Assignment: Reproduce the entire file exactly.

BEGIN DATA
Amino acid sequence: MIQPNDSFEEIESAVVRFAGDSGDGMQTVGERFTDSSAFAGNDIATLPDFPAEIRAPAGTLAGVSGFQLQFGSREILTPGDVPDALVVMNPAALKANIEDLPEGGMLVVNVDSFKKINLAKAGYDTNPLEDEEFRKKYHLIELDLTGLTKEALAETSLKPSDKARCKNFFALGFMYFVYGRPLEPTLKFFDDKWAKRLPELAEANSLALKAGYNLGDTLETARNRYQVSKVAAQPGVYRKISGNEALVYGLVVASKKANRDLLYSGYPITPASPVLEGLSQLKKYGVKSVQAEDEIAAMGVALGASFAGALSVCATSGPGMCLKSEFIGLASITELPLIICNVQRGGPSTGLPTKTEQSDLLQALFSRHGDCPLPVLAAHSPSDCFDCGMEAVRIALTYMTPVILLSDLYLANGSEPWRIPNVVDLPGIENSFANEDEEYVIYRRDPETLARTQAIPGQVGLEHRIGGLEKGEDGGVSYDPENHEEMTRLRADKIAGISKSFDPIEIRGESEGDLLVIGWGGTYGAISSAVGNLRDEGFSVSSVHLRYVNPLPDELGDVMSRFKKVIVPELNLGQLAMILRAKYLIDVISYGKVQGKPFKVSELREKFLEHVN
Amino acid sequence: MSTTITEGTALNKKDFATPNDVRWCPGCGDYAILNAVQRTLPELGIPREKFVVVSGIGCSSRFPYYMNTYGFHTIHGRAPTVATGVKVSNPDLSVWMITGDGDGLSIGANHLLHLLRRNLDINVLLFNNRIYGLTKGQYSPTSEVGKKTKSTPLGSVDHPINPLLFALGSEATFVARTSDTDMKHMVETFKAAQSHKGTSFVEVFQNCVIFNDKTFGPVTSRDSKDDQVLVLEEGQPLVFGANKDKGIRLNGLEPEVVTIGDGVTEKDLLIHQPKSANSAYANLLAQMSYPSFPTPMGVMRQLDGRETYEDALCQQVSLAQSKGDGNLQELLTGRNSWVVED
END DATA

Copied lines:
Amino acid sequence: MIQPNDSFEEIESAVVRFAGDSGDGMQTVGERFTDSSAFAGNDIATLPDFPAEIRAPAGTLAGVSGFQLQFGSREILTPGDVPDALVVMNPAALKANIEDLPEGGMLVVNVDSFKKINLAKAGYDTNPLEDEEFRKKYHLIELDLTGLTKEALAETSLKPSDKARCKNFFALGFMYFVYGRPLEPTLKFFDDKWAKRLPELAEANSLALKAGYNLGDTLETARNRYQVSKVAAQPGVYRKISGNEALVYGLVVASKKANRDLLYSGYPITPASPVLEGLSQLKKYGVKSVQAEDEIAAMGVALGASFAGALSVCATSGPGMCLKSEFIGLASITELPLIICNVQRGGPSTGLPTKTEQSDLLQALFSRHGDCPLPVLAAHSPSDCFDCGMEAVRIALTYMTPVILLSDLYLANGSEPWRIPNVVDLPGIENSFANEDEEYVIYRRDPETLARTQAIPGQVGLEHRIGGLEKGEDGGVSYDPENHEEMTRLRADKIAGISKSFDPIEIRGESEGDLLVIGWGGTYGAISSAVGNLRDEGFSVSSVHLRYVNPLPDELGDVMSRFKKVIVPELNLGQLAMILRAKYLIDVISYGKVQGKPFKVSELREKFLEHVN
Amino acid sequence: MSTTITEGTALNKKDFATPNDVRWCPGCGDYAILNAVQRTLPELGIPREKFVVVSGIGCSSRFPYYMNTYGFHTIHGRAPTVATGVKVSNPDLSVWMITGDGDGLSIGANHLLHLLRRNLDINVLLFNNRIYGLTKGQYSPTSEVGKKTKSTPLGSVDHPINPLLFALGSEATFVARTSDTDMKHMVETFKAAQSHKGTSFVEVFQNCVIFNDKTFGPVTSRDSKDDQVLVLEEGQPLVFGANKDKGIRLNGLEPEVVTIGDGVTEKDLLIHQPKSANSAYANLLAQMSYPSFPTPMGVMRQLDGRETYEDALCQQVSLAQSKGDGNLQELLTGRNSWVVED